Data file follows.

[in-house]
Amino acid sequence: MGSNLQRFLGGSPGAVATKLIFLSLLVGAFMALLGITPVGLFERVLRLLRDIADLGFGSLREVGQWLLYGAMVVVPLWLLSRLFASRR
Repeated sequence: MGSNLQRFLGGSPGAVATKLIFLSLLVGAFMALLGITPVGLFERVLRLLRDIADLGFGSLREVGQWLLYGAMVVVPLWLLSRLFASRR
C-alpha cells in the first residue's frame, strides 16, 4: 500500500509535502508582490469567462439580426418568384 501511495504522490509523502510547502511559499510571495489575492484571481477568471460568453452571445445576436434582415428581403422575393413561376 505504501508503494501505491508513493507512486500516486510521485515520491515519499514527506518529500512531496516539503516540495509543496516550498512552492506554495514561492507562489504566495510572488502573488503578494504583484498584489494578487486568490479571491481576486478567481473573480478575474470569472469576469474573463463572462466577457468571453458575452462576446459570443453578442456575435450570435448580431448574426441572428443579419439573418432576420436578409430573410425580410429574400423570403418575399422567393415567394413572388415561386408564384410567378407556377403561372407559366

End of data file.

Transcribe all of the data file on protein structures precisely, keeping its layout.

[in-house]
Amino acid sequence: MGSNLQRFLGGSPGAVATKLIFLSLLVGAFMALLGITPVGLFERVLRLLRDIADLGFGSLREVGQWLLYGAMVVVPLWLLSRLFASRR
Repeated sequence: MGSNLQRFLGGSPGAVATKLIFLSLLVGAFMALLGITPVGLFERVLRLLRDIADLGFGSLREVGQWLLYGAMVVVPLWLLSRLFASRR
C-alpha cells in the first residue's frame, strides 16, 4: 500500500509535502508582490469567462439580426418568384 501511495504522490509523502510547502511559499510571495489575492484571481477568471460568453452571445445576436434582415428581403422575393413561376 505504501508503494501505491508513493507512486500516486510521485515520491515519499514527506518529500512531496516539503516540495509543496516550498512552492506554495514561492507562489504566495510572488502573488503578494504583484498584489494578487486568490479571491481576486478567481473573480478575474470569472469576469474573463463572462466577457468571453458575452462576446459570443453578442456575435450570435448580431448574426441572428443579419439573418432576420436578409430573410425580410429574400423570403418575399422567393415567394413572388415561386408564384410567378407556377403561372407559366